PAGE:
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Signal grass
(Brachiaria decumbens)

Signal grass - illustration  
  • trailing perennial
  • tolerates heavy grazing
  • for wide range of soils, but not waterlogging
  • difficult to combine with legumes
  • very responsive to good fertility.

Brachiaria decumbens Stapf -
1 Habit leafy stems; 2 inflorescence.

Signal grass (cv. Basilisk) is a low-growing decumbent perennial, with trailing stems that root at the nodes. It forms a dense soil cover, with a canopy usually under 40 cm when grazed.

Signal grass is well adapted to a wide range of soils in the humid and sub-humid (down to 1000 mm annual rainfall) tropics, but also grows well in the coastal subtropics showing some tolerance of drought and cold. However, it cannot tolerate waterlogging for more than a short time, and Brachiaria humidicola is more suitable under these conditions.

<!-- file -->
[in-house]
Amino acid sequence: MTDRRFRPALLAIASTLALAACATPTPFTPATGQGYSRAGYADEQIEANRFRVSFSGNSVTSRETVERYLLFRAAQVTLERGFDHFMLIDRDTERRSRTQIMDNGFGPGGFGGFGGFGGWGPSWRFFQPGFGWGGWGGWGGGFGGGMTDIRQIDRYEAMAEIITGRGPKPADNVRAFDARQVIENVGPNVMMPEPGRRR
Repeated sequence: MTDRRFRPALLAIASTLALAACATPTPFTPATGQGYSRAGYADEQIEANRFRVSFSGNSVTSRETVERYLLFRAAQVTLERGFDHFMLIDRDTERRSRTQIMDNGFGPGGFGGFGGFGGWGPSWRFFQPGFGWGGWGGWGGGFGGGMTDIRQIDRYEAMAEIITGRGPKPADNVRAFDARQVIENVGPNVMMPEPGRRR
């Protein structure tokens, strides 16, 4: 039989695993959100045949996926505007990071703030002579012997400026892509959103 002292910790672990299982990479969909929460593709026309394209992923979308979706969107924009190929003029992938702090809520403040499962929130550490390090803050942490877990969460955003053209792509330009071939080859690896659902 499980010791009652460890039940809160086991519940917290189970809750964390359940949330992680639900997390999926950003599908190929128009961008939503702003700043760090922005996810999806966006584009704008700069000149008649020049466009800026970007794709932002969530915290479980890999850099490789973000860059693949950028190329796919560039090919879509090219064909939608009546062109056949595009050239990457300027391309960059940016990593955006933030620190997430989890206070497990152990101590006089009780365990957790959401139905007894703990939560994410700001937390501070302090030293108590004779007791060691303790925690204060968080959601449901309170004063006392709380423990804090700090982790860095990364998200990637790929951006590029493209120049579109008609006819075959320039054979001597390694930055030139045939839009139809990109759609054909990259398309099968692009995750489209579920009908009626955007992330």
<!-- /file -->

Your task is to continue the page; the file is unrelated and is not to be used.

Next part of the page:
The dense cover of signal grass gives relatively weed-free pastures, but also prevents good compatability with twining or erect legumes. The most compatible legumes are the creeping hetero (Desmodium heterophyllum), which has to be planted with cuttings, and the forage peanuts (Arachis pintoi).

Intensive grazing gives the best performance with high animal output as old leaf is not allowed to accumulate. Cool season pasture production can be increased by applying 100 kg/ha nitrogen at the end of autumn.

Freshly harvested seed is dormant and should not be planted in that season. The large seed of signal grass establishes more easily than other small-seeded tropical pastures, and may allow rougher seed-beds.

Signal grass seedlings are tolerant to a pre-emergence application of atrazine.

Creator: Ian Partridge
Date created: 07 April 1998  Revised: 15 January 2003

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